United States District Court, D. New Mexico
ORDER DENYING MOTION TO APPOINT COUNSEL AND ORDER TO
GREGORY B. WORMUTH UNITED STATES MAGISTRATE JUDGE
the Court is Plaintiff's habeas corpus petition under 28
U.S.C. § 2254 and his Motion to Appoint Counsel.
Docs. 1, 8. Plaintiff asks the Court to vacate his
state court sentence for manslaughter, aggravated battery,
and tampering with evidence based on, inter alia,
ineffective assistance of counsel and due process violations.
See generally doc. 1. For the reasons
below, the Court will deny Plaintiff's Motion to Appoint
Counsel and require Plaintiff to show cause why his habeas
petition (doc. 1) should not be dismissed as
pled guilty to the above-mentioned state court charges on
February 25, 2013. See doc. 1 at 1; see
also Plea and Disposition Agreement entered in case no.
D-202- CR-2010-05820. He was sentenced to fifteen years'
imprisonment, five of which were suspended. See doc.
1 at 1. Judgment on his conviction and sentence was
entered June 26, 2013. See Judgment, Partially
Suspended Sentence and Commitment entered in case no.
D-202-CR-2010-05820. In accordance with the plea agreement,
Plaintiff did not file an appeal. See doc. 1 at
6-10. The Judgment therefore became final no later than July
29, 2013, the first business day following the expiration of
the 30-day appeal period. See Locke v. Saffle, 237
F.3d 1269, 1273 (10th Cir. 2001) (explaining that a
petitioner's judgment becomes final for purposes of
§ 2254 when the time for seeking state appellate review
expires); NMRA, Rule 12-201 (providing that a notice of
appeal must be filed within 30 days after entry of the
judgment). Plaintiff filed a motion to withdraw his plea on
September 10, 2013, but he withdrew that request less than a
month later. See Motions to Withdraw entered
September 10, 2013 and October 2, 2013 in case no. D-202-
November 16, 2015, Plaintiff filed a state habeas petition.
See RPN: Habeas Corpus Petition entered in case no.
D-202-CR-2010-05820. The State Court denied the petition on
March 7, 2016, and the New Mexico Supreme Court denied his
petition for writ of certiorari on September 14, 2017.
See doc. 1 at 3; NMSC case no. S-1-SC-36524. On
November 2, 2017, Plaintiff filed the federal § 2254
petition. See doc. 1. Two months later, he
filed the Motion asking the Court to appoint counsel to
assist with this case. See doc. 8.
Appointment of Counsel
is no constitutional right to counsel in habeas proceedings.
Coronado v. Ward, 517 F.3d 1212, 1218 (10th Cir.
2008). Unless and until an evidentiary hearing is warranted,
“[t]he decision to appoint counsel is left to the sound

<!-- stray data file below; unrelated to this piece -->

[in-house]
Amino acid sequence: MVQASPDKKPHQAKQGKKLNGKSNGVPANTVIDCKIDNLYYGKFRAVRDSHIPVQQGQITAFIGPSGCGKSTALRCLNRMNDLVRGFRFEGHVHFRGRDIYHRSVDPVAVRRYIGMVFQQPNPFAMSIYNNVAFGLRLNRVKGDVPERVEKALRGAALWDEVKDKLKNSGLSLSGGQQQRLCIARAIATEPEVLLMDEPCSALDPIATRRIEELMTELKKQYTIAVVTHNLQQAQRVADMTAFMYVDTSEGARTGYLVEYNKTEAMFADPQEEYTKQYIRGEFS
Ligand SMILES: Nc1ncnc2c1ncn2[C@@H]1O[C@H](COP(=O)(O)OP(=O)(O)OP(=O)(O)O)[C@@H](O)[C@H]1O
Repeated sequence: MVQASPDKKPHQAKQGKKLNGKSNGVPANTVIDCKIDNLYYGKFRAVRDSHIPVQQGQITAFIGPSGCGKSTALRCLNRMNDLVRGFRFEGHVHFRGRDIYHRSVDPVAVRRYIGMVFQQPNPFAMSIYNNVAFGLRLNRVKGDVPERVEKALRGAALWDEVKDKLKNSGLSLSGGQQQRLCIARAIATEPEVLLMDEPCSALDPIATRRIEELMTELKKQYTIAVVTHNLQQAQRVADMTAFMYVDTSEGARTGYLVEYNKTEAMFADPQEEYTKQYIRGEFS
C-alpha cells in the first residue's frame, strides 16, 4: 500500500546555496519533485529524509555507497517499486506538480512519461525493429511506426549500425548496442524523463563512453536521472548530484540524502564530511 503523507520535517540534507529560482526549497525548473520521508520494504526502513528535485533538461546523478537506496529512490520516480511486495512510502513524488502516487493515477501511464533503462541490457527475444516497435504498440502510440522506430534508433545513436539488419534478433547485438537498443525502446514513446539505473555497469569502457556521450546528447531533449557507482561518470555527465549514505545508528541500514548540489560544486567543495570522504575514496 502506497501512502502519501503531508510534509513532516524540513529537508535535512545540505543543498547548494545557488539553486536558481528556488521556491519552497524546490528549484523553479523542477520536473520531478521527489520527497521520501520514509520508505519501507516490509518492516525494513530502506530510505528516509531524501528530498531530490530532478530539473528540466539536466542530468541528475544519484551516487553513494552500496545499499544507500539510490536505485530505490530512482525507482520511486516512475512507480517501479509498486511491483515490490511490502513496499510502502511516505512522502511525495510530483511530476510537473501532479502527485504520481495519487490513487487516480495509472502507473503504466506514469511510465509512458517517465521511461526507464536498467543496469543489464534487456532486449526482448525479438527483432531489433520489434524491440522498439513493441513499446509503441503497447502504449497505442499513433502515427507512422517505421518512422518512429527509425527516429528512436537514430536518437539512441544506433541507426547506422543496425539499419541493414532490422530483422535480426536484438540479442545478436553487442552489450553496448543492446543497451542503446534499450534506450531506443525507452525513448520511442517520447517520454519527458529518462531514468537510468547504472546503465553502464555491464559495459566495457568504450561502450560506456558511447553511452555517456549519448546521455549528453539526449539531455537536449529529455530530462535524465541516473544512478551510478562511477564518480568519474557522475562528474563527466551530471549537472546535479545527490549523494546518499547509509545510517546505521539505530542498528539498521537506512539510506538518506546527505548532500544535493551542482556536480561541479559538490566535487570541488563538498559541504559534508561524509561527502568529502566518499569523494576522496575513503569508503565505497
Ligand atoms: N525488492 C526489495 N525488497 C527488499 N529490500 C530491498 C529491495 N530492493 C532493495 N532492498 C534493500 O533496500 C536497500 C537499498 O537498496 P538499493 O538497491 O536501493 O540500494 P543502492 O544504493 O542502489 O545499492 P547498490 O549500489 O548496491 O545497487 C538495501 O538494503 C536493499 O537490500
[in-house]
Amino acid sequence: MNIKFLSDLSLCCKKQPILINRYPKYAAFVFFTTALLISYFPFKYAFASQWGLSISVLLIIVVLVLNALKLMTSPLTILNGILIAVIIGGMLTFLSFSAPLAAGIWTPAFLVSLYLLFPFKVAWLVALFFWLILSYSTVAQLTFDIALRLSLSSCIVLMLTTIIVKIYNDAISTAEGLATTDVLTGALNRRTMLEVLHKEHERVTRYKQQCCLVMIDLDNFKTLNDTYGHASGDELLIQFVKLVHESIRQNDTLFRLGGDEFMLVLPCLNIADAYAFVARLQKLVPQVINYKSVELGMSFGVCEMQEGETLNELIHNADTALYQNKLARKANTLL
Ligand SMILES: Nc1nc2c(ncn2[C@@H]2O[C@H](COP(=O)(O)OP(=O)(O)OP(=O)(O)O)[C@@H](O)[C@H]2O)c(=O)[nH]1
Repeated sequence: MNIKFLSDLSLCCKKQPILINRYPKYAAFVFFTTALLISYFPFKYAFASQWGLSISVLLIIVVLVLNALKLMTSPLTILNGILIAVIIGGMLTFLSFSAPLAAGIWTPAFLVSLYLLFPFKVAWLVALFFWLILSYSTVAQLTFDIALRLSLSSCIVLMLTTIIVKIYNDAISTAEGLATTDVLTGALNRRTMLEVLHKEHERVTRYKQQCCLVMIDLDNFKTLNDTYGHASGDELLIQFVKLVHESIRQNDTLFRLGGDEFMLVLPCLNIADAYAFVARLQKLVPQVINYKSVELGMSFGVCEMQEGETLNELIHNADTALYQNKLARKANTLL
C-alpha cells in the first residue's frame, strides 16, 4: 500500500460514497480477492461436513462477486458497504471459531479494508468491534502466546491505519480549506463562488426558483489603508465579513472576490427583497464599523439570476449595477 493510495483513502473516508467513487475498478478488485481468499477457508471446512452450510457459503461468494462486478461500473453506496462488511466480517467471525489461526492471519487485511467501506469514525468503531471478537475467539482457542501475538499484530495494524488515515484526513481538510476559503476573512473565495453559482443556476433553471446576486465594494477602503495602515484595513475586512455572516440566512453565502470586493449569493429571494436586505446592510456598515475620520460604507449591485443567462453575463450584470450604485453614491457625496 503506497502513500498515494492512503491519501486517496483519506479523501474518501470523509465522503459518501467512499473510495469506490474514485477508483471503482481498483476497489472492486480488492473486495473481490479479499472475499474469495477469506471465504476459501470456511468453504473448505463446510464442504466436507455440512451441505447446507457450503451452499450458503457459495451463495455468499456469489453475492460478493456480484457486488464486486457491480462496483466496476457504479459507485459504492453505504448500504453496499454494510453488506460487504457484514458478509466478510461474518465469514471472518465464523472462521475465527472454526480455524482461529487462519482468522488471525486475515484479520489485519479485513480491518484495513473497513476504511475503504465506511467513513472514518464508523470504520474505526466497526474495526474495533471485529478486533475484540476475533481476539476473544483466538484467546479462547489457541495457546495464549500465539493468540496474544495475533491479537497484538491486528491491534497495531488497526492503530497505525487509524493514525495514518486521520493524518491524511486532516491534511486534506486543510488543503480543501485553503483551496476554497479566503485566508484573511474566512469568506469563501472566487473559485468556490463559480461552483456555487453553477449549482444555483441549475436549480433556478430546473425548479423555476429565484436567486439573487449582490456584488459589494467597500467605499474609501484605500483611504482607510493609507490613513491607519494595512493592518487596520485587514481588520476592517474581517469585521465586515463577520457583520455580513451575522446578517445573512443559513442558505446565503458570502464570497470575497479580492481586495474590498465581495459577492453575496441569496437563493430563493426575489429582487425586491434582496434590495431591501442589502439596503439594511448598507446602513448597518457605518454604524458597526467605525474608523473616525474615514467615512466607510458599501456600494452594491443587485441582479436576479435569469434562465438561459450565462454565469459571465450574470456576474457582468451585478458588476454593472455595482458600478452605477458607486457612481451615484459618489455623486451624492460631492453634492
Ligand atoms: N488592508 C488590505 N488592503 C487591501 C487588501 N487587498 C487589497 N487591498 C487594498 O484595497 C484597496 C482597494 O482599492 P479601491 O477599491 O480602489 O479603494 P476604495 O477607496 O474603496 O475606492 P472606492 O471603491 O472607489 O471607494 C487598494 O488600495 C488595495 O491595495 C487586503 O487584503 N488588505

discretion of the district court[.]” Engberg v.
Wyoming, 265 F.3d 1109, 1122 (10th Cir. 2001). Factors
guiding such discretion include “the merits of the
litigant's claims, the nature of the factual issues
raised in the claims, the litigant's ability to present
his claims, and the complexity of the legal issues raised by
the claims.” Williams v. Meese, 926 F.2d 994,
996 (10th Cir. 1991) (citation omitted). The burden is on the
petitioner “to convince the court that there is
sufficient merit to his claim to warrant the appointment of
counsel.” Hill v. SmithKline Beecham Corp.,
393 F.3d 1111, 1115 (10th Cir. 2004) (internal citations
omitted) (quoting McCarthy v. Weinberg, 753 F.2d
836, 838 (10th Cir. 1985)).
the above factors, the Court is not convinced that counsel
should be appointed at this time. The claims are not
particularly complex, and it is questionable whether
Plaintiff is eligible for federal relief. Further, beyond
citing his indigence, lack of legal knowledge, and mental
health history-which, unfortunately, are factors in most
pro se cases-Plaintiff has not demonstrated an
inability to prosecute the habeas petition. The Motion to
Appoint Counsel (doc. 8) will therefore be denied.
Timeliness of the 2254 Petition
for a writ of habeas corpus by a person in state custody must
generally be filed within one year after the defendant's
conviction becomes final. 28 U.S.C. § 2244(d)(1)(A). The
one-year limitation period can be extended:
(1) while a state habeas petition is pending, §
(2) where unconstitutional state action has impeded the
filing of a federal habeas petition, § 2244(d)(1)(B);
(3) where a new constitutional right has been recognized by
the Supreme Court, § 2244(d)(1)(C); or
(4) where the factual basis for the claim could not have been
discovered until later, ...